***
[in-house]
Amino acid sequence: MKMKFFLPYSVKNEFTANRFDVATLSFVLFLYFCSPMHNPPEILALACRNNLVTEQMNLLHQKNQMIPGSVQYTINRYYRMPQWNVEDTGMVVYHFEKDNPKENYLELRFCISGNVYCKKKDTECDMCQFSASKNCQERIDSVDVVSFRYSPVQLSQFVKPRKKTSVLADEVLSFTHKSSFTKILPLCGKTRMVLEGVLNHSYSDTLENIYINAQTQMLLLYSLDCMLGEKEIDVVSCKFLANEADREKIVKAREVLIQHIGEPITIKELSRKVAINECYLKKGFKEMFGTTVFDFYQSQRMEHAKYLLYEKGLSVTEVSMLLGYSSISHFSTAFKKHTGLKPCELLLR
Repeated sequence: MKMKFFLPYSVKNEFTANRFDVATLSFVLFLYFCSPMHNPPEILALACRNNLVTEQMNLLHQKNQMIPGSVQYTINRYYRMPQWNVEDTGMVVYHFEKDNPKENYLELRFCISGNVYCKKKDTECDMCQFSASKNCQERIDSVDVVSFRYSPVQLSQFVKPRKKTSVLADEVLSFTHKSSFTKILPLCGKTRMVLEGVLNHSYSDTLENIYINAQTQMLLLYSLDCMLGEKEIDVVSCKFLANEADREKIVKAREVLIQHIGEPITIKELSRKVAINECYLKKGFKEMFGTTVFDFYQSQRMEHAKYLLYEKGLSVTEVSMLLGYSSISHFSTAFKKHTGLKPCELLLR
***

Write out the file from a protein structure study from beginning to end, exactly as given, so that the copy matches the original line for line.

[in-house]
Amino acid sequence: MKMKFFLPYSVKNEFTANRFDVATLSFVLFLYFCSPMHNPPEILALACRNNLVTEQMNLLHQKNQMIPGSVQYTINRYYRMPQWNVEDTGMVVYHFEKDNPKENYLELRFCISGNVYCKKKDTECDMCQFSASKNCQERIDSVDVVSFRYSPVQLSQFVKPRKKTSVLADEVLSFTHKSSFTKILPLCGKTRMVLEGVLNHSYSDTLENIYINAQTQMLLLYSLDCMLGEKEIDVVSCKFLANEADREKIVKAREVLIQHIGEPITIKELSRKVAINECYLKKGFKEMFGTTVFDFYQSQRMEHAKYLLYEKGLSVTEVSMLLGYSSISHFSTAFKKHTGLKPCELLLR
Repeated sequence: MKMKFFLPYSVKNEFTANRFDVATLSFVLFLYFCSPMHNPPEILALACRNNLVTEQMNLLHQKNQMIPGSVQYTINRYYRMPQWNVEDTGMVVYHFEKDNPKENYLELRFCISGNVYCKKKDTECDMCQFSASKNCQERIDSVDVVSFRYSPVQLSQFVKPRKKTSVLADEVLSFTHKSSFTKILPLCGKTRMVLEGVLNHSYSDTLENIYINAQTQMLLLYSLDCMLGEKEIDVVSCKFLANEADREKIVKAREVLIQHIGEPITIKELSRKVAINECYLKKGFKEMFGTTVFDFYQSQRMEHAKYLLYEKGLSVTEVSMLLGYSSISHFSTAFKKHTGLKPCELLLR